Mormons’ religious views “crazy”…..

This was borrowed from : is from the new FAIR blog that I love – I guess that I am just a closet apologist, but this is typical of the media that the LDS Church has to deal with, yet in spite of these kinds of lies, The Church of Jesus Christ of Latter-day Saints continues to grow stronger. Brigham Young said it best: “Every time they persecute and try to overcome this people, they elevate us, weaken their own hands, and strengthen the hands and arms of this people. And every time they undertake to lessen our number, they increase it.”
Discourses of Brigham Young

Now for the lies………….

Here’s a wonderful example of the sort of unbiased media attention coming our way due to Mitt Romney’s White House bid:

In a front-page article the Asia Times, a fairly significant voice in Far East news, their reporter reviews the history and doctrines of the Church of Jesus Christ of Latter-day Saints. The primary source material appears to be an article on the apologetic web site entitled “The Wacky World of Joseph Smith,” and the infamous South Park episode “All About Mormons.”

Yes, someone has clearly done their homework.

Here are some of the more amusing examples of what the reporter has discovered about us:

Voters may reject a candidate whose religious views are crazy, for example, someone who thinks he talks to God. [MP: Has the reporter ever heard of “prayer”?] Does Romney believe that he himself will become God, as Mormon doctrine teaches?

* * *

Just what is the Church of Jesus Christ of Latter Day Saints, commonly called the Mormons? Joseph Smith Jr, the forger, treasure-hunter, magician, polygamist and self-styled priest-king of the American continent, invented an American version of Europe’s ethnically-founded idolatry. Each European tribe that rebelled against Christianity styled itself the Chosen People. Smith concocted a tale in which Americans actually were the Chosen People, and America was the Promised Land of the ancient Hebrews and Jesus Christ. In short, Smith took to the extremes of fantasy and forgery an impulse towards national self-worship that always lurks somewhere in American Christianity.

* * *

Belief in the Book of Mormon is one of the strangest collective delusions in history. The circumstances of its forgery are transparent and exhaustively documented. After supposedly finding golden tablets composed by the aptly-named Angel Moroni, Smith “translated” 16 pages of them using his treasure-hunting stones. A friend showed the manuscript to his suspicious wife, who hid or destroyed it. Smith could not exactly reproduce the “translation” which he had dictated free-style, and stood in danger of exposure were he to produce a different version. Instead he received a new revelation to translate not those golden tablets, but yet another set of tablets that no one else could see. [MP: Note that the reporter hopeless garbles the details of the early translation attempts. One would hope that getting the basic facts right would be the first step to writing a major article.]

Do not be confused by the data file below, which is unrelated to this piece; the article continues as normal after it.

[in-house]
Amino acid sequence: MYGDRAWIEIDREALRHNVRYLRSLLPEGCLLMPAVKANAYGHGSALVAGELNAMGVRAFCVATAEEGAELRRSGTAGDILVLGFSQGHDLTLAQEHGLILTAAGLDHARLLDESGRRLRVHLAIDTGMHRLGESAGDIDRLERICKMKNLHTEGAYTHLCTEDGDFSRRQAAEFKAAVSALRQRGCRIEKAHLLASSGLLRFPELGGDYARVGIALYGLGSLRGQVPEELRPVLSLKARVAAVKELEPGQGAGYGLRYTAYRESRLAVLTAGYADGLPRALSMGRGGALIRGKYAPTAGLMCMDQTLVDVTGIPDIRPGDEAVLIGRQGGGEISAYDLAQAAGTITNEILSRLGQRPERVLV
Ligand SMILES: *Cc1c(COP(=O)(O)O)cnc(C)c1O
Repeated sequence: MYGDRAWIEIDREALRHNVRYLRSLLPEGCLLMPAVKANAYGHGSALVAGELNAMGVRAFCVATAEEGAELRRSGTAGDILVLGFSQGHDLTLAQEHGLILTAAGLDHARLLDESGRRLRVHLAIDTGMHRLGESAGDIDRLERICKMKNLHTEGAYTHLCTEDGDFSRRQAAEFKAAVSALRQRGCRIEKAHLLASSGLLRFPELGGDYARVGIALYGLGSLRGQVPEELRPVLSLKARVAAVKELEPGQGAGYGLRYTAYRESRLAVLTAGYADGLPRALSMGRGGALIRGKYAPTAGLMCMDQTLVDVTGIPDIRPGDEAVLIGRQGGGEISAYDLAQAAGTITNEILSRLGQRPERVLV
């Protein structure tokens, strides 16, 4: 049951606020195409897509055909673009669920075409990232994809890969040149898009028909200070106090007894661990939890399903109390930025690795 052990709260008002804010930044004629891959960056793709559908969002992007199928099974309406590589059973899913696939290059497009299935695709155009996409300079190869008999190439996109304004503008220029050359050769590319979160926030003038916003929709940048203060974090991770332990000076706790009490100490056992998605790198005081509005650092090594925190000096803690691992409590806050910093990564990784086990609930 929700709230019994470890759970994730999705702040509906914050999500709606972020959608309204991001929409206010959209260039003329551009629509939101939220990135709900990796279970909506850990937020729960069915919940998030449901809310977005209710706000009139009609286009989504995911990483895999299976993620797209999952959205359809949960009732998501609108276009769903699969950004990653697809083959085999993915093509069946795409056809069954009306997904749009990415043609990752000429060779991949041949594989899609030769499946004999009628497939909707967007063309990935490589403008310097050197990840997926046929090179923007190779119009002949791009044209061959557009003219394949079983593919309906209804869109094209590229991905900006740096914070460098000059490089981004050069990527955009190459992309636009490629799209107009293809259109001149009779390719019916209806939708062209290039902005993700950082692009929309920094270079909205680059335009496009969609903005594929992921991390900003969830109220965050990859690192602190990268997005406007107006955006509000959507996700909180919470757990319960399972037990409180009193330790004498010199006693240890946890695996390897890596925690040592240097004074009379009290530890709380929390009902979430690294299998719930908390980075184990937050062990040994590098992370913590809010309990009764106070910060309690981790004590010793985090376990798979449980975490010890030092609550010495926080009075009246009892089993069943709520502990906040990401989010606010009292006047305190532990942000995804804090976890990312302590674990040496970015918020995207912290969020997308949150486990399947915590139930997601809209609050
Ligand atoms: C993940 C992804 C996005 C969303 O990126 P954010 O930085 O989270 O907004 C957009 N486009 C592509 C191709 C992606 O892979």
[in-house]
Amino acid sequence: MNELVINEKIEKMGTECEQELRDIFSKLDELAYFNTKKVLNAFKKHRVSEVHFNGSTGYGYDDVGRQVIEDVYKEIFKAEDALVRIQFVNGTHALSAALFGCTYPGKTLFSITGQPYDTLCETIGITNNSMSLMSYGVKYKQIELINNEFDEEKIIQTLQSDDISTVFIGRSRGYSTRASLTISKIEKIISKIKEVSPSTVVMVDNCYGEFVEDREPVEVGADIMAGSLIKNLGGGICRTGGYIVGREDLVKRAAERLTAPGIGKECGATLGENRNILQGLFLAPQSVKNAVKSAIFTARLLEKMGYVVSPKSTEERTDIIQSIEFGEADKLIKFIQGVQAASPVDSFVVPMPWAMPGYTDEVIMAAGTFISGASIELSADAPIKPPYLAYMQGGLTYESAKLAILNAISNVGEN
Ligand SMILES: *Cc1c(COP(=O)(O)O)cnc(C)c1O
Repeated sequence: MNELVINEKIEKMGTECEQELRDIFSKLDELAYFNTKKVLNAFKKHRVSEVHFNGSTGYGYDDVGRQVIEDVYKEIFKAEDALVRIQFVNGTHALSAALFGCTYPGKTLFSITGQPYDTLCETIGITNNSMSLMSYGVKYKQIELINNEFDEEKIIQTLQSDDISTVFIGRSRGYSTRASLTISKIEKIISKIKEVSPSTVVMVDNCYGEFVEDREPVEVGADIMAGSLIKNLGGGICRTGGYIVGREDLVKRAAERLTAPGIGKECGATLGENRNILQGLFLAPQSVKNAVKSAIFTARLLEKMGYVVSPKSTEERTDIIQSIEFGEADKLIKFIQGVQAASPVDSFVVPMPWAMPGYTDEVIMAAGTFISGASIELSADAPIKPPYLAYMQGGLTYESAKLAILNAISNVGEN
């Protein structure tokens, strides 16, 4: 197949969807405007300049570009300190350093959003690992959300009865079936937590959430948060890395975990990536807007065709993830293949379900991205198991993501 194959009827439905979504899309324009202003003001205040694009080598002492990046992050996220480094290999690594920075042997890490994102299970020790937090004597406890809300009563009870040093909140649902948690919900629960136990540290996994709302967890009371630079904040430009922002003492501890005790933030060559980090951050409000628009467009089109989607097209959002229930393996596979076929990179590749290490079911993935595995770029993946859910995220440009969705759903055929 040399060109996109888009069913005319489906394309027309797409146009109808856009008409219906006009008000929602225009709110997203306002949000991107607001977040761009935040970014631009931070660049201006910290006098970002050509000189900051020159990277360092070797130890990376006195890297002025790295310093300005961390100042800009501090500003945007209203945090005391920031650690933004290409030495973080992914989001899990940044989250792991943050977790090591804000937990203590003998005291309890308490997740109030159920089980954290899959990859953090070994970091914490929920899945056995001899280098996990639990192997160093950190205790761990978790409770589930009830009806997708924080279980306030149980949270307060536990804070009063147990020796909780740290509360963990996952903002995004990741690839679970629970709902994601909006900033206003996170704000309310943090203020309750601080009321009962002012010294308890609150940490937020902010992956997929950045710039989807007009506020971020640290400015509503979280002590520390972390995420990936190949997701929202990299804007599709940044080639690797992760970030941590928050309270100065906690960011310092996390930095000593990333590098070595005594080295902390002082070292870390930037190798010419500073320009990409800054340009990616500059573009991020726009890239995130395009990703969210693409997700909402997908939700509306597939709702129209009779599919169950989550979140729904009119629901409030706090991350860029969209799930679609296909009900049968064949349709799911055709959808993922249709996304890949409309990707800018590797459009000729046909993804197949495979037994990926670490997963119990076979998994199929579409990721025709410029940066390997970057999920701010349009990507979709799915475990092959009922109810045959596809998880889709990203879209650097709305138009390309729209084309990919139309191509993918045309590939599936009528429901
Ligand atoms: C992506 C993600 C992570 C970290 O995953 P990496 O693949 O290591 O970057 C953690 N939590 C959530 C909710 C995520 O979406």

Historians have demonstrated that a sizable chunk of the supposed Book of Mormon was copied from a novel by a certain Reverend Solomon Spalding, who concocted the notion of an ancient Hebrew migration to North America as an entertainment. [MP: For crying out loud, even Fawn Brodie and the Tanners reject the Spaulding theory!]

* * *

If the Austro-Hungarian Empire was a tyranny tempered by incompetence, as the old joke goes, the Mormon Church is a megalomania atrophied by age. Although the Latter Day Saints claim 13 million members, less than one-third are active. Unlike American Christian denominations, the Mormons have had small success in Africa and Asia, the centers of Christian evangelization. As punishment for their sins, the Mormons must live in their promised land in the Rockies. [MP: The reporter pulled the “one-third” figure out of nowhere. He ignores the success we’ve seen in Latin and South America, and in Asian countries like Mongolia. And he fails to note that more Mormons live outside the United States than inside it.]

And so forth.

For all the unintended humor that one can find in this article, it unfortunately gives us a glimpse of what the Latter-day Saint movement is up against in Asia and the world at large. Despite what we think of ourselves, there is still a great deal of misunderstanding driven by misinformation from the popular press.

We have a lot of work ahead of us.


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